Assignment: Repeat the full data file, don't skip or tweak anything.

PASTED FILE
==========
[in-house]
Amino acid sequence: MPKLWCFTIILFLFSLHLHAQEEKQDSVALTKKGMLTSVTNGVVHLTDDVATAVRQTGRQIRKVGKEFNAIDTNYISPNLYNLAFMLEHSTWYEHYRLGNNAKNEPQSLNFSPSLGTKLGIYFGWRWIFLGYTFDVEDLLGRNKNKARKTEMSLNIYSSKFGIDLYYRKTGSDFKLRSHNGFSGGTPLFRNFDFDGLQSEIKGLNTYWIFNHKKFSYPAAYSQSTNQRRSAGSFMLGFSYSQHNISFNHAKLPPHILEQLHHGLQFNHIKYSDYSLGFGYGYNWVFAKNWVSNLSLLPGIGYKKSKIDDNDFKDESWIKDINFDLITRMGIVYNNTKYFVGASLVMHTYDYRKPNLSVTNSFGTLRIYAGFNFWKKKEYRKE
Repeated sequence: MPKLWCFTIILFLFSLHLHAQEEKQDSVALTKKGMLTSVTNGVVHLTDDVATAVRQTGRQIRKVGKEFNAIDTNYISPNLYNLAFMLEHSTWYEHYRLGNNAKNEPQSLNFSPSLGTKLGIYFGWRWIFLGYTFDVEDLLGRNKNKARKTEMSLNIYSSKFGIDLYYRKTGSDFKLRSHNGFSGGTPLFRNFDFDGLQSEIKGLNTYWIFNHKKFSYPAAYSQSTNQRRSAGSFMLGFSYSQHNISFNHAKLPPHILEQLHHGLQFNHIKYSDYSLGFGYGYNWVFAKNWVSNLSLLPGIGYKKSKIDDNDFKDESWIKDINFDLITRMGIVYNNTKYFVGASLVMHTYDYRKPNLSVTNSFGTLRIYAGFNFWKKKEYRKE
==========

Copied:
[in-house]
Amino acid sequence: MPKLWCFTIILFLFSLHLHAQEEKQDSVALTKKGMLTSVTNGVVHLTDDVATAVRQTGRQIRKVGKEFNAIDTNYISPNLYNLAFMLEHSTWYEHYRLGNNAKNEPQSLNFSPSLGTKLGIYFGWRWIFLGYTFDVEDLLGRNKNKARKTEMSLNIYSSKFGIDLYYRKTGSDFKLRSHNGFSGGTPLFRNFDFDGLQSEIKGLNTYWIFNHKKFSYPAAYSQSTNQRRSAGSFMLGFSYSQHNISFNHAKLPPHILEQLHHGLQFNHIKYSDYSLGFGYGYNWVFAKNWVSNLSLLPGIGYKKSKIDDNDFKDESWIKDINFDLITRMGIVYNNTKYFVGASLVMHTYDYRKPNLSVTNSFGTLRIYAGFNFWKKKEYRKE
Repeated sequence: MPKLWCFTIILFLFSLHLHAQEEKQDSVALTKKGMLTSVTNGVVHLTDDVATAVRQTGRQIRKVGKEFNAIDTNYISPNLYNLAFMLEHSTWYEHYRLGNNAKNEPQSLNFSPSLGTKLGIYFGWRWIFLGYTFDVEDLLGRNKNKARKTEMSLNIYSSKFGIDLYYRKTGSDFKLRSHNGFSGGTPLFRNFDFDGLQSEIKGLNTYWIFNHKKFSYPAAYSQSTNQRRSAGSFMLGFSYSQHNISFNHAKLPPHILEQLHHGLQFNHIKYSDYSLGFGYGYNWVFAKNWVSNLSLLPGIGYKKSKIDDNDFKDESWIKDINFDLITRMGIVYNNTKYFVGASLVMHTYDYRKPNLSVTNSFGTLRIYAGFNFWKKKEYRKE